[Fellows, Coins of Ancient Lycia, London, 1855.
J. P. Six, Monnaies lyciennes, R. N., 1886, 1887.
E. Babelon, Les Perses Achménides, pp. lxxxix-cxiii, 63-82, 1893.
G. F. Hill, N. C., 1895, pp. 1-44.
„ Brit. Mus. Catal. of Greek Coins, Lycia, 1897.
E. Babelon, Inventaire de la Coll. Waddington, pp. 153-177, 1898.
J. P. Six, N. C., 1898, pp. 199-217.]
The coinage of Lycia confirms in a most striking manner the testimony
of ancient writers, especially Strabo, with regard to the Federal constitution of the country. Among no other ancient people do we find Federal
institutions so wisely framed and so firmly rooted as among the Lycians.
Although the majority of the early coins represent individual dynasts, it
is clear that there existed some sort of federation between these rulers,
more or less under Persian suzerainty. The abundant coinage testifies to
the great prosperity of the country in the fifth and fourth centuries B.C.
The distinctive symbol on the money of the various cities which took
part in this Federal coinage is the Triskeles or so-called Triquetra, which
sometimes takes the form of a tetraskeles or of a diskeles. Various
hypotheses have been advanced as to the intention of this strange
symbol (Bab., Tr., ii. 510 f.). The most reasonable is that which has
been put forward by L. Müller, that it is a solar emblem symbolizing
rotatory motion. In this case it would refer to the worship of the
1Det saakaldte Hagekors’s Anvendelse og Betydning, Copenhagen, 1877.
national Lycian deity, ApolloΑυκιος, the God of Light. The animal
types—Boars, Winged lions, Griffins, Bulls, &c.—must remain for the most
part unexplained. (but the boar was associated with Apollo). The Lycian
silver money falls into the following classes. The weight-standard is the
Babylonic, but shows considerable irregularity, and a tendency to fall to
the Euboïc standard, the staters weighing from about 155 to under
120 grains. The staters are divided into thirds (tetrobols), sixths
(diobols), &c., but also occasionally into halves (drachms).
SERIES I. Circ. B.C. 520-480.
AR Staters and diobols. Rev. Inc. sq., at first rude, then decorated with lines,
letters, and in one case with bull’s head within radiating pattern (Babelon, Perses
Achém, Pl. XI. 6). Obv. types: Boar, Forepart or Head of boar, Forepart of winged
boar; on shoulder, sometimes, Greek letters (ΠV, ΜΘ, ΚVΒ), the last of which
probably represent Κυβερνις, son of Kossikas (Hdt. vii. 98). Babelon, Traité, ii.
SERIES II. Circ. B.C. 500-460, or later.
AR Staters, tetrobols, diobols. Obv. types: Boar, Forepart of boar, Bull kneeling,
Lion standing with head reverted, Sphinx, Winged female figure, Helmeted head.
Rev. Inc. sq.; Lion’s head in profile or facing, Eagle’s Head, Tortoise, Forepart
of kneeling bull, Head and neck of bull, Bull’s head facing between + +, Ram's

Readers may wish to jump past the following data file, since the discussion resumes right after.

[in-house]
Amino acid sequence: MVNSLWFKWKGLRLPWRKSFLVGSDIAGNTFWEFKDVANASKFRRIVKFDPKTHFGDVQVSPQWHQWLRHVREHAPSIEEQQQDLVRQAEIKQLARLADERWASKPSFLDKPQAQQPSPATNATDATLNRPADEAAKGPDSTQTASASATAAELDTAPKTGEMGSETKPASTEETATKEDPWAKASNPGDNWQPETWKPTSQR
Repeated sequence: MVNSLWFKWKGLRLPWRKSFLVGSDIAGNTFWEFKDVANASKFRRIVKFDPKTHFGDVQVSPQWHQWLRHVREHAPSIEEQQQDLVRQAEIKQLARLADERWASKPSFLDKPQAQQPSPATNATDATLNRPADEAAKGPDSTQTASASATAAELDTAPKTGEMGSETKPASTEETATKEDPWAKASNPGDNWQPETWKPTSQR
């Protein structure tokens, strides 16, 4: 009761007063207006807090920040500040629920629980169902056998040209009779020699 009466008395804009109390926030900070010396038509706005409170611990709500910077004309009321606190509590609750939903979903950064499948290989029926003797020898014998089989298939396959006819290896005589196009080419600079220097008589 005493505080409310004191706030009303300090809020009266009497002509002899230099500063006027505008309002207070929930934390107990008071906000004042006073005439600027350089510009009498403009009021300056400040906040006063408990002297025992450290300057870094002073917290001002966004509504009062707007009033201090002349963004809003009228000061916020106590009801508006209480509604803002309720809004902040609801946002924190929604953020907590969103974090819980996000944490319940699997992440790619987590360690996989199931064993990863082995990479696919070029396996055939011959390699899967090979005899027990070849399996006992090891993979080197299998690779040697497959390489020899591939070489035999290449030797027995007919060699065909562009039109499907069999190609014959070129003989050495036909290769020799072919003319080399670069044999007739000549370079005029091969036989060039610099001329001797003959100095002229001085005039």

head, Crab, Forepart of griffin, Head of Ares, Bearded head. Babelon, Tr., ii.
SERIES III. Circ. B.C. 500-450.
AR Staters, tetrobols, diobols. Obv. types: Boar, Forepart of boar, Two foreparts
of boars conjoined, Crab. Rev. Inc. sq.; Triskeles, Triskeles on shield, behind
which two diskeles crossed. A small triskeles, or Lycian letters (Χ, ΠΟ, &c.)
often occur on the animal’s flank or in field. Babelon, Tr., ii. Pl. XXII.
SERIES IV. Circ. B.C. 480-390.
This series includes the remaining coins with the triskeles or its
modifications (except those given in Series V), and a series with heads
of deities and dynasts. A number of the Lycian inscriptions which now
appear have been identified as the names of cities or dynasts. The
legends are frequently retrograde. Vol. I of the Tituli Asiae Minoris
(ed. Kalinka, Vienna 1901) contains a nearly complete vocabulary and
all the latest material for the study of the language; for many of the
dynasts mentioned on the coins see especially the account of the Xanthian stele (op. cit., p. 46). Only a selection of the types, without reference to denominations, can be given here. The rev. is, unless otherwise
stated, in an incuse square.
Circ. B.C. 480-460.
Boar, triskeles on flank. Rev. Forepart of lion; in field, triskeles.
Dog lying. Rev. Triskeles.
Lion crouching, or devouring prey. Rev. Triskeles.
Boar or Forepart of boar. Rev. Triskeles of cocks’ heads; sometimes with
letters. (Fig. 315, p. 689.)
Two dolphins with astragalos and eye, Dolphin and fish with F+ΞΤ↑Ζ
(Vahñtäzä̧ = ‘of Antiphellus’) or Dolphin. Rev.ΑΠ or Π Triskeles.
Kubernis (?). Class I. Circ. B.C. 480-450. Inscr. ΚΟΠΡΛΛΕ (Kuprlli) or
abbreviations. Obv. types: Dolphin, Boar (inscr. ΡΡ, Marra), Forepart of
boar, Facing head of panther, Human eye, Griffin crouching, Forepart or head
of griffin, Foreparts of two lions (?) conjoined, &c. Rev. Triskeles (sometimes
with cygnets’ or monsters’ heads), ‘Heptaskeles.’
Class II. Circ. B.C. 450-410. Inscr. as on Class I, seldom retrograde.
Obv. types: Herakles wielding club, Hermes (?) carrying ram, Nude winged
figure, Bearded head of Ammon, Bearded head of Ares on shield (ΜΑ, Ma).
Beardless male head, Human eye, Lion (slaying bull, walking, crouching, forepart of), Winged lion (walking, crouching, or on shield), Horse (standing, kneeling), Mule (standing, or licking hind leg), Bull (walking, with inscr. ΑΡΞ =